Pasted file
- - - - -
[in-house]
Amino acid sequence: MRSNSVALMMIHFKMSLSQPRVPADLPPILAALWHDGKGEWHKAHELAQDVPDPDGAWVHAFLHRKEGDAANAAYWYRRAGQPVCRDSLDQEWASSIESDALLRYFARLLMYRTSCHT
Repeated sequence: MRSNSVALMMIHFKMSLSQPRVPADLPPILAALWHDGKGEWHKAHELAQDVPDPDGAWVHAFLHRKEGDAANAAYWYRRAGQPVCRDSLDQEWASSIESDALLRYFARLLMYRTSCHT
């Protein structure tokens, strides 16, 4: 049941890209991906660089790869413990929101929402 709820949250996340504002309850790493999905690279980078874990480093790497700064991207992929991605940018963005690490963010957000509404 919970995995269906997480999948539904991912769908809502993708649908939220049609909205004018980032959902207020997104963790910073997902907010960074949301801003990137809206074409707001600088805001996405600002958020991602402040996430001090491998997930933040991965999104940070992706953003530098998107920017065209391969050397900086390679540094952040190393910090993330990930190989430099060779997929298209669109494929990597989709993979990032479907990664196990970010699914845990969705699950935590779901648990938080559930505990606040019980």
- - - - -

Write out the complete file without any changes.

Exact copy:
[in-house]
Amino acid sequence: MRSNSVALMMIHFKMSLSQPRVPADLPPILAALWHDGKGEWHKAHELAQDVPDPDGAWVHAFLHRKEGDAANAAYWYRRAGQPVCRDSLDQEWASSIESDALLRYFARLLMYRTSCHT
Repeated sequence: MRSNSVALMMIHFKMSLSQPRVPADLPPILAALWHDGKGEWHKAHELAQDVPDPDGAWVHAFLHRKEGDAANAAYWYRRAGQPVCRDSLDQEWASSIESDALLRYFARLLMYRTSCHT
């Protein structure tokens, strides 16, 4: 049941890209991906660089790869413990929101929402 709820949250996340504002309850790493999905690279980078874990480093790497700064991207992929991605940018963005690490963010957000509404 919970995995269906997480999948539904991912769908809502993708649908939220049609909205004018980032959902207020997104963790910073997902907010960074949301801003990137809206074409707001600088805001996405600002958020991602402040996430001090491998997930933040991965999104940070992706953003530098998107920017065209391969050397900086390679540094952040190393910090993330990930190989430099060779997929298209669109494929990597989709993979990032479907990664196990970010699914845990969705699950935590779901648990938080559930505990606040019980």